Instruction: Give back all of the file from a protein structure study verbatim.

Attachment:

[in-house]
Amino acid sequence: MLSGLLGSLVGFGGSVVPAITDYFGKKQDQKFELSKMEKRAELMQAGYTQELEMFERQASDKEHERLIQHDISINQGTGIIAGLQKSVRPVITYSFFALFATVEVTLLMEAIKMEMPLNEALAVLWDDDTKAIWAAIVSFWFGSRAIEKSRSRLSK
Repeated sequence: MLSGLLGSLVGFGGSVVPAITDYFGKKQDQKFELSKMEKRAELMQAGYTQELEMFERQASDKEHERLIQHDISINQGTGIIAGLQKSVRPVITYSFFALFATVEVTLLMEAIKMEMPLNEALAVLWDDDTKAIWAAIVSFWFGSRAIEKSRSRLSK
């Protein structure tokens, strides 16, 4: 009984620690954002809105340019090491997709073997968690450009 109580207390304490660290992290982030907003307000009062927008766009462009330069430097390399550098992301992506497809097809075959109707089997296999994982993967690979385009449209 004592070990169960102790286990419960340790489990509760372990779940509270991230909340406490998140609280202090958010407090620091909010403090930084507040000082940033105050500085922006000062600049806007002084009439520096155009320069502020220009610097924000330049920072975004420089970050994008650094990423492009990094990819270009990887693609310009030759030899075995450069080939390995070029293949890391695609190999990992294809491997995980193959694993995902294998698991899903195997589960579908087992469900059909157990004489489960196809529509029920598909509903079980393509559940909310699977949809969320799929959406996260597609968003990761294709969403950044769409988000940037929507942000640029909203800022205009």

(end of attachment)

[in-house]
Amino acid sequence: MLSGLLGSLVGFGGSVVPAITDYFGKKQDQKFELSKMEKRAELMQAGYTQELEMFERQASDKEHERLIQHDISINQGTGIIAGLQKSVRPVITYSFFALFATVEVTLLMEAIKMEMPLNEALAVLWDDDTKAIWAAIVSFWFGSRAIEKSRSRLSK
Repeated sequence: MLSGLLGSLVGFGGSVVPAITDYFGKKQDQKFELSKMEKRAELMQAGYTQELEMFERQASDKEHERLIQHDISINQGTGIIAGLQKSVRPVITYSFFALFATVEVTLLMEAIKMEMPLNEALAVLWDDDTKAIWAAIVSFWFGSRAIEKSRSRLSK
């Protein structure tokens, strides 16, 4: 009984620690954002809105340019090491997709073997968690450009 109580207390304490660290992290982030907003307000009062927008766009462009330069430097390399550098992301992506497809097809075959109707089997296999994982993967690979385009449209 004592070990169960102790286990419960340790489990509760372990779940509270991230909340406490998140609280202090958010407090620091909010403090930084507040000082940033105050500085922006000062600049806007002084009439520096155009320069502020220009610097924000330049920072975004420089970050994008650094990423492009990094990819270009990887693609310009030759030899075995450069080939390995070029293949890391695609190999990992294809491997995980193959694993995902294998698991899903195997589960579908087992469900059909157990004489489960196809529509029920598909509903079980393509559940909310699977949809969320799929959406996260597609968003990761294709969403950044769409988000940037929507942000640029909203800022205009």